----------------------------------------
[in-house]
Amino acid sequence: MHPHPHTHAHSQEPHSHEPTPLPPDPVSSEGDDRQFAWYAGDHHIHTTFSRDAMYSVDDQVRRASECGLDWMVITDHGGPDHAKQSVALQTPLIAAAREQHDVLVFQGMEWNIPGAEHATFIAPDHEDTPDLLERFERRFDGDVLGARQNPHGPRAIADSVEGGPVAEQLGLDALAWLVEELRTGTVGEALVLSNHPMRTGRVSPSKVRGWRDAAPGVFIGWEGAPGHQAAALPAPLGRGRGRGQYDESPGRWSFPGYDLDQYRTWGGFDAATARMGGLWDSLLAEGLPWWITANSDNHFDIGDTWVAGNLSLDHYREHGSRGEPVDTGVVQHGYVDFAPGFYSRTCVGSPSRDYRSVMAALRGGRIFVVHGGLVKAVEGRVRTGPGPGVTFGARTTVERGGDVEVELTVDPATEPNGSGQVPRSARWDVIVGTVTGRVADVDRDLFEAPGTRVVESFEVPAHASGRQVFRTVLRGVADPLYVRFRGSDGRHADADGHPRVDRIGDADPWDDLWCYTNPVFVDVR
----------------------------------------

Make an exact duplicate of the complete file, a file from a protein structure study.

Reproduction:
[in-house]
Amino acid sequence: MHPHPHTHAHSQEPHSHEPTPLPPDPVSSEGDDRQFAWYAGDHHIHTTFSRDAMYSVDDQVRRASECGLDWMVITDHGGPDHAKQSVALQTPLIAAAREQHDVLVFQGMEWNIPGAEHATFIAPDHEDTPDLLERFERRFDGDVLGARQNPHGPRAIADSVEGGPVAEQLGLDALAWLVEELRTGTVGEALVLSNHPMRTGRVSPSKVRGWRDAAPGVFIGWEGAPGHQAAALPAPLGRGRGRGQYDESPGRWSFPGYDLDQYRTWGGFDAATARMGGLWDSLLAEGLPWWITANSDNHFDIGDTWVAGNLSLDHYREHGSRGEPVDTGVVQHGYVDFAPGFYSRTCVGSPSRDYRSVMAALRGGRIFVVHGGLVKAVEGRVRTGPGPGVTFGARTTVERGGDVEVELTVDPATEPNGSGQVPRSARWDVIVGTVTGRVADVDRDLFEAPGTRVVESFEVPAHASGRQVFRTVLRGVADPLYVRFRGSDGRHADADGHPRVDRIGDADPWDDLWCYTNPVFVDVR